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Logo of archdischArchives of Disease in ChildhoodVisit this articleSubmit a manuscriptReceive email alertsContact usBMJ
Arch Dis Child. 2001 September; 85(3): 228–233.
PMCID: PMC1718896

Long term complications of inferior vena cava thrombosis


AIM—To evaluate the long term outcome after paediatric inferior vena cava (IVC) thrombosis.
METHODS—A combined retrospective and prospective study on infants and children with IVC thrombosis treated at Aachen and Maastricht University Hospitals between 1980 and 1999.
RESULTS—Forty patients were enrolled, including four with preceding cardiac catheterisation, 18 with central venous saphenous lines, and an additional eight with umbilical venous catheters. Six patients died within three months of diagnosis; one patient was lost to follow up. Twelve of the remaining 33 patients had suffered from limited IVC thrombosis; during follow up (for up to nine years) none showed persisting caval obstruction (successful thrombolysis, n = 2; spontaneous recanalisation, n = 10). The remaining 21 patients presented with extensive IVC thrombosis. During follow up (for up to 18 years) complete restitution was found in only four cases (one thrombolysis, two surgery, one spontaneous recanalisation). Persisting iliac and/or caval venous obstruction occurred in 17patients, including six with thrombolysis. Varicose veins were found in 12, and post-thrombotic syndrome in seven of these cases. According to Kaplan-Meier analysis, 30% of patients with persisting venous disease will develop post-thrombotic syndrome within 10years of the thrombotic event.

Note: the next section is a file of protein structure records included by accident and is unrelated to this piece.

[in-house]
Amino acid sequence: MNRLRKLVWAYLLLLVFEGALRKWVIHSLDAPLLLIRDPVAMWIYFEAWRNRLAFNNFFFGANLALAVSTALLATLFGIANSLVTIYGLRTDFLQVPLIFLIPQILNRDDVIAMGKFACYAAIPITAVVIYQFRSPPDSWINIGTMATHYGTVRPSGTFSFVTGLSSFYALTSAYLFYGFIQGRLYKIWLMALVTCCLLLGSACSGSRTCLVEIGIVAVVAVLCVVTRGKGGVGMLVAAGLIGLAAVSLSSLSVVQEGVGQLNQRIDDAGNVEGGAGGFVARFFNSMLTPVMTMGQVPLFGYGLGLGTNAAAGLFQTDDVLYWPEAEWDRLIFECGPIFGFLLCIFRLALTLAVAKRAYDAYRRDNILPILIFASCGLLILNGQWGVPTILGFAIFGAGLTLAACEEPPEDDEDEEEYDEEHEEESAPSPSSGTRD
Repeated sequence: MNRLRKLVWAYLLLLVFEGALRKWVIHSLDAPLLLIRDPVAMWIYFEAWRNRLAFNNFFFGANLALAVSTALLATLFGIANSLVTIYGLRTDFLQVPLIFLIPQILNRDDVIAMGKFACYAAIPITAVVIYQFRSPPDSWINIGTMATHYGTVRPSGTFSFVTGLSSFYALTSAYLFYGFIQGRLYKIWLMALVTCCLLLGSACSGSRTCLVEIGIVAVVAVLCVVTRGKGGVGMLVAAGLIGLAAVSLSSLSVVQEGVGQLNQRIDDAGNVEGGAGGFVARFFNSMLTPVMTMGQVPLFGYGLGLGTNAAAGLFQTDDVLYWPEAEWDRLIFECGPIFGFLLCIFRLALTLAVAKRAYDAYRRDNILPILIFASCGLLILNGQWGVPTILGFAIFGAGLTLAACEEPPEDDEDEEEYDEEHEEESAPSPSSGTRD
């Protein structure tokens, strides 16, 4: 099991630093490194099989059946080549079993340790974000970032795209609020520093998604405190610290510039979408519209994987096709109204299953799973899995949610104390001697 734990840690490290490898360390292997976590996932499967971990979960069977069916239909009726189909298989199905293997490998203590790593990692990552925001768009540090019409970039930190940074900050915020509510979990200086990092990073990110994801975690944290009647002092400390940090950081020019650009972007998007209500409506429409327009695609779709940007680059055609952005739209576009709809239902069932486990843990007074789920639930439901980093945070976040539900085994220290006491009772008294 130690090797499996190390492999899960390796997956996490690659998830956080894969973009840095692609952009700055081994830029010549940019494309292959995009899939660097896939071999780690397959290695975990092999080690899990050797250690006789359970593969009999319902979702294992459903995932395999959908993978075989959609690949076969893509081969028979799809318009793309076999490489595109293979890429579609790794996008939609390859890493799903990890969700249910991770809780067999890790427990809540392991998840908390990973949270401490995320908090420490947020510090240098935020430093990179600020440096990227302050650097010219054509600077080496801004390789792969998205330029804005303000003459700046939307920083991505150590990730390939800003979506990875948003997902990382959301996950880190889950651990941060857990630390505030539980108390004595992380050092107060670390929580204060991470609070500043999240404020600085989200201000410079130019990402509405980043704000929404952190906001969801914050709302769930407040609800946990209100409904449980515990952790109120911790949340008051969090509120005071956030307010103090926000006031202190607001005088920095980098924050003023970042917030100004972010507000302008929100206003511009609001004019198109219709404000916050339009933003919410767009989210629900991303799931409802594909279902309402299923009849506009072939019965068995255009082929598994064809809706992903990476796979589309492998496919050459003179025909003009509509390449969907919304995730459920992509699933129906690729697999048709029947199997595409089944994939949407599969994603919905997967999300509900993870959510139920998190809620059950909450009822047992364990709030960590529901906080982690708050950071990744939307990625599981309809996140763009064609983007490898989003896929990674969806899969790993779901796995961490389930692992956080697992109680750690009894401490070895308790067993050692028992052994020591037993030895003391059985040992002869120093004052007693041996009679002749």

CONCLUSIONS—Infants and children with extensive IVC thrombosis are at high risk for persisting venous disease and serious long term complications. Prospective trials are urgently needed to establish effective treatment strategies and to improve long term prognosis. Central venous catheters, contributing to IVC thrombosis in the majority of cases reported here, should be inserted only if essential.

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